An issue I found while navigating is that then when the GPS signal becomes weak the software tends to freeze. It also repeatedly gives out a, ‘GPS signal too low’ message, which quickly gets annoying, though this can be turned off in one of the options. By way of contrast, the TomTom GO features Assisted Satellite Navigation which continues to guide you even without a signal. This means that it behaves much more gracefully when the signal temporarily goes down.
One thing that I’ve come to rely on with my TomTom GO is the free speed camera database downloadable from here. This also works with the Destinator but has to be imported and converted to the correct format using the Destinator Console. I also had trouble with the POI database with many entries I was expecting to find, such as Banks, not available. It also took me a while to realise that to get a POI category to show on the map you need to activate it, and this is done by selecting an eye like icon to the left.
One feature that is quite handy is a permanent on screen ‘Home’ button’. This can be set to an address of your choice, so you can always navigate there at the touch of a button. Another touted feature is seamless cross border navigation. However, though I’d copied the Major Roads of Europe onto the PDA I couldn’t get it to plan a route and instead it kept falling back to the default map.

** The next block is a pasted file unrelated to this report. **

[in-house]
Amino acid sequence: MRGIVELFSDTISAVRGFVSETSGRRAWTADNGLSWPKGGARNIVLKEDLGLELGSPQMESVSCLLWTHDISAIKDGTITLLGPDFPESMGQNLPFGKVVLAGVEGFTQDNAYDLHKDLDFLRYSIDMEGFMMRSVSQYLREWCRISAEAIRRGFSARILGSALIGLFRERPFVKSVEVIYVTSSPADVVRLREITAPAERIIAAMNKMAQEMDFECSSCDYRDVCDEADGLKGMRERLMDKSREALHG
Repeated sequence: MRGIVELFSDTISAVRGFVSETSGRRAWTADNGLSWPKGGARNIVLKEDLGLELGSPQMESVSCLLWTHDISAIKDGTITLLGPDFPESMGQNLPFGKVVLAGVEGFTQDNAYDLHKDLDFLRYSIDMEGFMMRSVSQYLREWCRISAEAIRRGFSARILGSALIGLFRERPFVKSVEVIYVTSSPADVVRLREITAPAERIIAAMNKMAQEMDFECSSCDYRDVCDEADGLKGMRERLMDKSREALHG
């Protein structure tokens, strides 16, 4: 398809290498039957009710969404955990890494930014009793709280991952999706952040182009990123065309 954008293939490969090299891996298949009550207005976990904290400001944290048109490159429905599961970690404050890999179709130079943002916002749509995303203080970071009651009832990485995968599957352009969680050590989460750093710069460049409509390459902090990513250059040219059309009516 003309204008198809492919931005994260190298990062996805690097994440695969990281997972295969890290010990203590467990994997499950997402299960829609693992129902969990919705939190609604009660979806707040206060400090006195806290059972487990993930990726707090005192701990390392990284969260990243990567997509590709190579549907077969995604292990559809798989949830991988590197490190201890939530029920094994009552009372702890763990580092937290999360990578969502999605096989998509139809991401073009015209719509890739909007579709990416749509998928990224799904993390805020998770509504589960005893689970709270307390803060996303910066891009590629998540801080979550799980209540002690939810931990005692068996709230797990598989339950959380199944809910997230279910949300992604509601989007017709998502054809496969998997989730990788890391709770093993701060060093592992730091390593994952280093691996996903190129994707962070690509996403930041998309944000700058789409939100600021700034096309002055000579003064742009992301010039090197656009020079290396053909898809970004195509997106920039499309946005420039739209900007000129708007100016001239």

All in all Destinator PN impressed me with its powerful features and routing ability but it has to be said that I wasn’t completely convinced. Its interface is just too quirky, brimming with strange icons that don’t mean much to the uninitiated. By comparison TomTom Navigator is much more immediate. What’s more, the latest version matches Destinator for features and exceeds it in some areas. Destinator’s support for TMC might have made for a useful and not to mention, cheaper alternative to TomTom’s Plus service, (which offers live traffic data and more), but it’s not much use in the UK without compatible GPS receivers.
Destinator is a well featured and powerful piece of software but the interface is quirky where is should be intuitive making it difficult to use at times. While it certainly makes for an interesting alternative if I were laying down my cash, I’d still go for TomTom.